College basketball coaches use postgame press conferences to speak about U.S. gun culture

Updated
Winthrop University head basketball coach Pat Kelsey and Syracuse University head coach Jim Boeheim
Winthrop University head basketball coach Pat Kelsey and Syracuse University head coach Jim Boeheim
Jeffrey Collins/AP Photo; Wesley Hitt/Getty Images
Syracuse Coach Jim Boeheim became the third Division I men’s coach to reach 900 wins Monday night. Instead of celebrating, he used his postgame press conference to urge the nation to re-assess its current gun culture.”

If we cannot get the people who represent us to do something about firearms, we are a sad, sad society,” Boeheim said Monday night. “If one person in this world, the NRA president, anybody, can tell me why we need assault weapons with 30 shots–this is our fault. This is my fault and your fault. All of our faults if we don’t get out and do something about this.”

The father of four insisted a change be made quickly. “I’m with the Mayor of New York City, if we can’t get this thing done, I don’t know what kind of country we have. This is about us,” pleaded Boeheim. “This isn’t about the president or those other people down there. We need to make them understand somehow that this needs to get figured out. Real quick. Not six months from now.”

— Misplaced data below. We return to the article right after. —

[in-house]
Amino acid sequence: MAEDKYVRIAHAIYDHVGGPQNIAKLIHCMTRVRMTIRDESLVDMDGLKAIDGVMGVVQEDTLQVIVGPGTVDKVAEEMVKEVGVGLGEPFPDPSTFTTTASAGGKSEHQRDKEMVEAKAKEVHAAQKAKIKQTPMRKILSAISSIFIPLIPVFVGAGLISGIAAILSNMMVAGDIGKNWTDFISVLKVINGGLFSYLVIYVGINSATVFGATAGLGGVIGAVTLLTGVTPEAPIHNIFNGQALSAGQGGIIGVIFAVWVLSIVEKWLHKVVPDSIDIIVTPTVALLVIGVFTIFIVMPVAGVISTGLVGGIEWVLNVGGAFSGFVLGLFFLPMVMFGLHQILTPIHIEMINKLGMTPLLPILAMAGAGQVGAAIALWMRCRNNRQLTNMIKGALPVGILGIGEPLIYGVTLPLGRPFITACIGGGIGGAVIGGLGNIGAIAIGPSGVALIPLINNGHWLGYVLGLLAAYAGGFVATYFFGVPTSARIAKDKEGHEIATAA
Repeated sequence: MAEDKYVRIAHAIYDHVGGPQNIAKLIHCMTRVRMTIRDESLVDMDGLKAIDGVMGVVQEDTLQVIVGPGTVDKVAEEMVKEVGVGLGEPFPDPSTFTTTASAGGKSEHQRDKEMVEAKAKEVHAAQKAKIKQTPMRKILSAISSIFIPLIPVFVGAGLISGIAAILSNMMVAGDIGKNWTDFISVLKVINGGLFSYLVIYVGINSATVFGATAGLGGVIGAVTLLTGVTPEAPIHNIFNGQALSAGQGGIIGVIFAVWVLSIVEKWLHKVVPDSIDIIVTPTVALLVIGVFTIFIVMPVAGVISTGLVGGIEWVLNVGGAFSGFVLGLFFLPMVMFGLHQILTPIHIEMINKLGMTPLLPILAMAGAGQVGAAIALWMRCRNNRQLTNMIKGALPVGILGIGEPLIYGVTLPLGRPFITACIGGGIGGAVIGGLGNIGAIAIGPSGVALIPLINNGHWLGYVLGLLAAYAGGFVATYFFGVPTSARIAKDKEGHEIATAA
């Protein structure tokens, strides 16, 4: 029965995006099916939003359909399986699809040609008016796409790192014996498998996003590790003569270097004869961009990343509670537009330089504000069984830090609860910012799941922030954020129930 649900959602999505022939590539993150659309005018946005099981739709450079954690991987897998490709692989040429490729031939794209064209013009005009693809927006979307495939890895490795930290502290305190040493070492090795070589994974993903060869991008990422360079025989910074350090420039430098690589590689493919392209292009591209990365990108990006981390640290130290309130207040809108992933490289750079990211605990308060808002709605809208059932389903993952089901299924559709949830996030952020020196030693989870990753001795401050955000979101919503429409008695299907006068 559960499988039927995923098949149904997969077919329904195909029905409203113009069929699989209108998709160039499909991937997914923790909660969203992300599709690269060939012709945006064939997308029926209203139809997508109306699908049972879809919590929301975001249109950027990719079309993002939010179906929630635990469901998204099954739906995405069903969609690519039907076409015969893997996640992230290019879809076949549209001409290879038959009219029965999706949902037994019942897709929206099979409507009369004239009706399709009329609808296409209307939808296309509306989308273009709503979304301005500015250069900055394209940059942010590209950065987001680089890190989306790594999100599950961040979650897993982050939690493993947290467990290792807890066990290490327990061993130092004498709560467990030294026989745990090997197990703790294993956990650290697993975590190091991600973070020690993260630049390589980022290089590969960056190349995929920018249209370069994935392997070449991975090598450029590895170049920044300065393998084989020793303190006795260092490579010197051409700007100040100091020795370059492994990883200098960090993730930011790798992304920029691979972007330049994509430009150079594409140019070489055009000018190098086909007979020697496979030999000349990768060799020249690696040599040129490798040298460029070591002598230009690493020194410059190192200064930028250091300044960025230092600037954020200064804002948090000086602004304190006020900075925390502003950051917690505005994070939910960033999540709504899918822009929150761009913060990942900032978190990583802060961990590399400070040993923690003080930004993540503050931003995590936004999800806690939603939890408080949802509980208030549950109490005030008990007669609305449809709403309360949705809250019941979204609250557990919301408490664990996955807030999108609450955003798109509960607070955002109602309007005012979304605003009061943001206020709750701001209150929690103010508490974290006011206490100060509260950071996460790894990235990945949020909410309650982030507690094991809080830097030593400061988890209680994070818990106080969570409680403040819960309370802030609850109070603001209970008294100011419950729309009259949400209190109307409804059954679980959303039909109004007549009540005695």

The following day, Winthrop Coach Pat Kelsey followed Coach Boeheim’s steps and used his airtime to respond to last Friday’s school shootings in Newtown, CT. Although the first-year Winthrop coach lost that night to Ohio State, Kelsey asked  everyone at his press conference to sit back down for one final thought.

“I’m really lucky…I’m going to walk into my house, I’m gonna go upstairs, and I’m gonna walk into two pink rooms, ok? With a five-year-old and a four-year-old laying in that pink room with a bunch of teddy bears laying in that room. And I’m gonna give them the biggest hug and the biggest kiss I’ve ever given them. And there’s 20 families in Connecticut that are walking into a pink room with a bunch of teddy bears with nobody laying in those beds. And it’s tragic.”


Kelsey acknowledged that he was going to use that time and podium to press our political leaders “to be an agent of change” following the deaths of 20 children and six adults.

“Parents, teachers, rabbis, priests, coaches, everybody needs to step up. This has to be a time for change. And I know this microphone’s powerful right now, because we’re playing the fourth-best team in the country. I’m not going to have a microphone like this the rest of the year, maybe the rest of my life.

And I’m going to be an agent of change with the 13 young men that I get to coach every day. And the two little girls that I get to raise. But hopefully, things start changing because it’s really, really disappointing. I’m proud to grow up American, I’m proud to say I’m part of the greatest country ever. And it’s gotta stay that way. And it’s gonna stay that way if we change–but we gotta change.


A Cincinnati native and Xavier alumnus, Coach Kelsey called on President Barack Obama and Speaker of the House John Boehner to “step up.” Coach Pat Kelsey will join msnbc’s “The Last Word” Wednesday night at 10pm ET.

College basketball coaches use postgame press conferences to speak about U.S. gun culture

Updated